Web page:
These public statements led me to begin researching background information on Chief Matthews in order to properly build his profile. My findings continue to uncover troubling claims against Matthews made by multiple employees over several years in at least two different states. I have uncovered stories told by Matthews’ former fighters about alleged mismanagement, outdated training techniques, and lack of experience in wildland firefighting. Two firefighters were so concerned about Matthews’ behavior that they reached out to law enforcement who then investigated suggestions of arson in Palominas, Arizona. Another firefighter working under Matthews stood in front of the Pioneer Fire Protection District Board of Directors and made claims against Matthews about illegal spying.
At the March 14, 2019 board meeting for the Pioneer Fire Protection District, firefighter Kane Gardiner spoke of suspected illegal behavior at the hands of Chief Mark Matthews.
In his speech Gardiner claims that “all personnel” in the fire district suspect Matthews of recording conversations among staff members since the very beginning of Matthews’ tenure. “There have been too many coincidences of conversations between staff, and within days a new policy or department directive based on these conversations.” He goes on to claim that an electronic device has been discovered.
Gardiner tells the board that a Panasonic Home Hawk device was recently discovered in Matthews’ office. This device is capable of recording both audio and video and can be triggered by motion. Gardiner then demands the board conduct an immediate investigation and background check.
In July, 2017 Officer John Monroe of the Cochise County Sheriff’s Office filed a report detailing his investigation into complaints made against then-Palominas Fire Chief Mark Matthews. I obtained a copy of the report and interviewed witnesses associated with the report’s content.
Matthews was the first to arrive on scene to the Caldor Fire on August 14, 2021. He has been the fire chief of the Pioneer Fire Protection District since 2018. Prior to this he was the fire chief of the Palominas Fire District in Cochise County, Arizona. It was here that people close to Matthews, including his own staff, became suspicious of his behavior. So suspicious, in fact, that some began contacting law enforcement to report their concerns.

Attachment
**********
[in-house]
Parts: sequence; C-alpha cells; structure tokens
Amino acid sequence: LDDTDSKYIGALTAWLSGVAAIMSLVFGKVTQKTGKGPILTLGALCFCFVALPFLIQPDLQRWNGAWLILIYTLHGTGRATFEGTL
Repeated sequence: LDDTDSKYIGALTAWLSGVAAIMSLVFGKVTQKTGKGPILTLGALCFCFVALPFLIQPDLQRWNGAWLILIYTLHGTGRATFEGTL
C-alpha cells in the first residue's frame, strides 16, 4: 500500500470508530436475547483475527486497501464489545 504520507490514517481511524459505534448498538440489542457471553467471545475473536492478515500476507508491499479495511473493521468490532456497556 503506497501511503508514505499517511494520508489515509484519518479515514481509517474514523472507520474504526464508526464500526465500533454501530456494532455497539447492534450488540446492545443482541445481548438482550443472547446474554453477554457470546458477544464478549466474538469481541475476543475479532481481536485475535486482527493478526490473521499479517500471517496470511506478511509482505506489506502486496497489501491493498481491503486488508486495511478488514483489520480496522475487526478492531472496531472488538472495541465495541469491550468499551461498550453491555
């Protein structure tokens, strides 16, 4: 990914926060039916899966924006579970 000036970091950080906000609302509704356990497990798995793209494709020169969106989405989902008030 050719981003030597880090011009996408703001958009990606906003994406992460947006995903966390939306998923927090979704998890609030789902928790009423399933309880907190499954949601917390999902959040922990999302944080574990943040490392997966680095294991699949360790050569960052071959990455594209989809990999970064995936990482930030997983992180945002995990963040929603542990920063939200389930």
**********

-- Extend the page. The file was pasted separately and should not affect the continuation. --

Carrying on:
This article is the fourth and final installment in a series examining the initial response to the Caldor Fire August 14-17, 2021. In-depth reporting on these and the following days will continue in future posts and series.
At 11:12 p.m. on August 16, 2021 the Caldor Fire Incident Command (IC) officially orders the evacuation of Grizzly Flats. Fire has been burning on the north side of Dogtown Creek, moving through Leoni Meadows, for nearly four hours and 30 minutes. It is not yet clear why so many hours passed before the evacuation call was made. One firefighter, who spoke to me on condition of anonymity, had just arrived in Grizzly Flats as part of a last-minute effort to save the town. “We had our job to do. That’s our focus. But I couldn’t believe there were still residents there. I really thought someone was going to lose their life that night,” they said.
In the following moments, official dispatch call logs suggest a frantic effort to protect the homes and businesses in the Grizzly Flats area. At 11:28 p.m. CalFire dispatches six additional engines to report to Grizzly Flats’ station. Nine minutes later a request goes out for three more engines to Leoni Meadows. At 11:53 p.m. IC orders four engines to Grizzly Flats followed by two more at 12:04 a.m. It was too late.